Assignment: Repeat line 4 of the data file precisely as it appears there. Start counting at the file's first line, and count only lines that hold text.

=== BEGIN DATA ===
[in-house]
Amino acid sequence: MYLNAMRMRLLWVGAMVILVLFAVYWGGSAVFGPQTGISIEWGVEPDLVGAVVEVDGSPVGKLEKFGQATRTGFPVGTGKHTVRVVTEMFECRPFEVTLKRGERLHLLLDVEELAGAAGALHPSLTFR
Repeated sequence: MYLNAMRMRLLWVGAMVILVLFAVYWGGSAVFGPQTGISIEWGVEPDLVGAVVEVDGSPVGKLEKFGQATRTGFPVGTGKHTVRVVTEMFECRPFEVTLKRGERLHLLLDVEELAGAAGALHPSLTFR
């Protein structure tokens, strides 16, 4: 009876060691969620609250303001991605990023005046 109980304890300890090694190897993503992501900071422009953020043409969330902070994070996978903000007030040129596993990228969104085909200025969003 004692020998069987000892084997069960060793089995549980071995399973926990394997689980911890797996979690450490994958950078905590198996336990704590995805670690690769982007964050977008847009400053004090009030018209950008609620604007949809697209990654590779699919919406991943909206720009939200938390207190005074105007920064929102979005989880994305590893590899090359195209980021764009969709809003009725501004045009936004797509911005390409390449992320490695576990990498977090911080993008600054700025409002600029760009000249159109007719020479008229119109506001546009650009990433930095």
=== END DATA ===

């Protein structure tokens, strides 16, 4: 009876060691969620609250303001991605990023005046 109980304890300890090694190897993503992501900071422009953020043409969330902070994070996978903000007030040129596993990228969104085909200025969003 004692020998069987000892084997069960060793089995549980071995399973926990394997689980911890797996979690450490994958950078905590198996336990704590995805670690690769982007964050977008847009400053004090009030018209950008609620604007949809697209990654590779699919919406991943909206720009939200938390207190005074105007920064929102979005989880994305590893590899090359195209980021764009969709809003009725501004045009936004797509911005390409390449992320490695576990990498977090911080993008600054700025409002600029760009000249159109007719020479008229119109506001546009650009990433930095």